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Andrew Chalk

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    Dallas, TX USA

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  1. Thanks for the responses. I have posted a report under "Walla Walla. Merged Topics".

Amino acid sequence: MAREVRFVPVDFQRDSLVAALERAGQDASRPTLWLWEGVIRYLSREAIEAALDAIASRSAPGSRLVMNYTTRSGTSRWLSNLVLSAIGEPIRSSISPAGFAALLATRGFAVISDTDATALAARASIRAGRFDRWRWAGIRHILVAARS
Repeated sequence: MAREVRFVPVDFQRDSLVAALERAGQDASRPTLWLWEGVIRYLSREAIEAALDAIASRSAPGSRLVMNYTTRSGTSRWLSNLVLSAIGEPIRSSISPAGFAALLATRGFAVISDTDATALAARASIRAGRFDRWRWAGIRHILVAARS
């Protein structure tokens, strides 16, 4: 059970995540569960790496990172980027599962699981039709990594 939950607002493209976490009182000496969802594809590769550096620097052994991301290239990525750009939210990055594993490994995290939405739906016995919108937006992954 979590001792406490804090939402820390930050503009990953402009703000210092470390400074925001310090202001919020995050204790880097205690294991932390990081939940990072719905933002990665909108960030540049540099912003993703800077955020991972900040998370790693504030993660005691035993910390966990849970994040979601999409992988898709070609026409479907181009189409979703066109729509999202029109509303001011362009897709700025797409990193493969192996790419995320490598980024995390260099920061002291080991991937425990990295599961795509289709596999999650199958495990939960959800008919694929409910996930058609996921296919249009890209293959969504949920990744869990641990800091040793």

2. After one flying visit to Walla Walla. Here are some impressions to add to those above, about the second most important thing, the food. 1) Best At What It Tries To Do: Colville Street Patisserie. Flaky cheese and jambon croissant. Crumbly Indian turnover. Sweet and chocolately éclair. All fine examples of their craft and good latté too! One downside: They don’t open until 9am, which rules them out as a breakfast destination many days. 2) Best Restaurant: Saffron. Almost missed it. Unanimous choice of the crowd round the tasting table at the last winery I visited when I asked “Where should one eat on a Sunday night in Walla Walla?” Tough to get a reservation too. It was hopping. Flatbreads (esp. Guanciale) are must tries. These could be a “Beyond Pizza” category nationally. Patatas Bravas is the old Spanish tapas favorite but well executed. I wonder what type of potatoes work best for these? Textural contrast ‘twixt skin and interior is key. Grilled quail was succulent and tasty. Our waiter was bubbling with enthusiasm and friendliness. He knew a lot about the menu and the wine list but, when probed with some fairly detailed wine questions, had the sense to ask and even bring back trade fact sheets on the wines. Best service on the trip. I was surprised to find somewhere so cutting edge in a town so remote but apparently the chef trained at the French Culinary Institute in a NY and then became Todd English’s point man to open new restaurants. That must make rural Washington a breeze no matter the number of Wallas. One downside: Not enough wines by the glass. 3) Best Wine List: Brasserie Four. Not just because it is accurate to use that common phrase well chosen but because of the depth. That is, the number of well-aged wines to be found. For example, we had a 2004 Loire made of Chenin Blanc. That’s almost old enough to be a risk and it was oily. But I liked it. 4) Best Restaurant Décor: The Marcat the Marcus Whitman Hotel. The dark wood and deep banquettes won’t be first choice with the aging hippies but this was the dining room that had the most work put into it. Some other comments: Our second favorite restaurant was Brasserie Four. It is a truly authentic French bistro. It was nice to have bouillabaisse again, although this one was too moule-centric. We liked sitting on the patio and I wonder, are all those hard walls inside tough on the ears? The Marc, despite the impressive installation, was just too pedestrian a menu to excite me. The most adventurous thing was buffalo tenderloin and that was very good. I consider, rightly or wrongly, Washington to be at the center of the wild salmon catch. This led to high expectations and deep disappointment with the Columbia King Salmon. It was dry and relatively tasteless. Also, for a restaurant this expensive the service should be superior. However, our waitress engaged us about as much as argon gas engages anything, and at times was as hard to find. Finally, the first most important thing about Walla Walla is the wine. This is a wine town. In fact, it is the best kept secret wine town in the USA. This is the first airport that I have been to that had more wineries than departure gates. And 120 wineries in a county of 60,000 people is incredible. At the moment, the wine scene is still mainly at the level of ‘meet the winemaker’ although there are signs of ‘Napaization’. However, this trend can likely never run to completion due to the sheer remoteness of Walla Walla from major cities. Let’s hope all the start ups continue bidding up the quality of the wine. I was impressed with Five Star Cellars ‘Stellar’ and Ensemble Cellars intriguing multi-vintage homage to Château Margaux (both of these wineries are at the airport), Sleight of Hand Cellars and Saviah Cellars (thanks to the couple tasting at Charles Smith who recommended these two). Charles Smith was good too, but was not a new find to me. Forgeron Cellars also had some well-made Syrah and Cabernet Sauvignon wines. One general impression came over very clearly: This is a red wine AVA. There were many excellent reds but no impressive whites. Despite trying Chardonnay, Viognier, Roussanne blends, Muscat blends, etc. they only reached the level of average. I could think of lots of comparables from elsewhere that were better. An interesting wine area and lots more to discover on the next trip.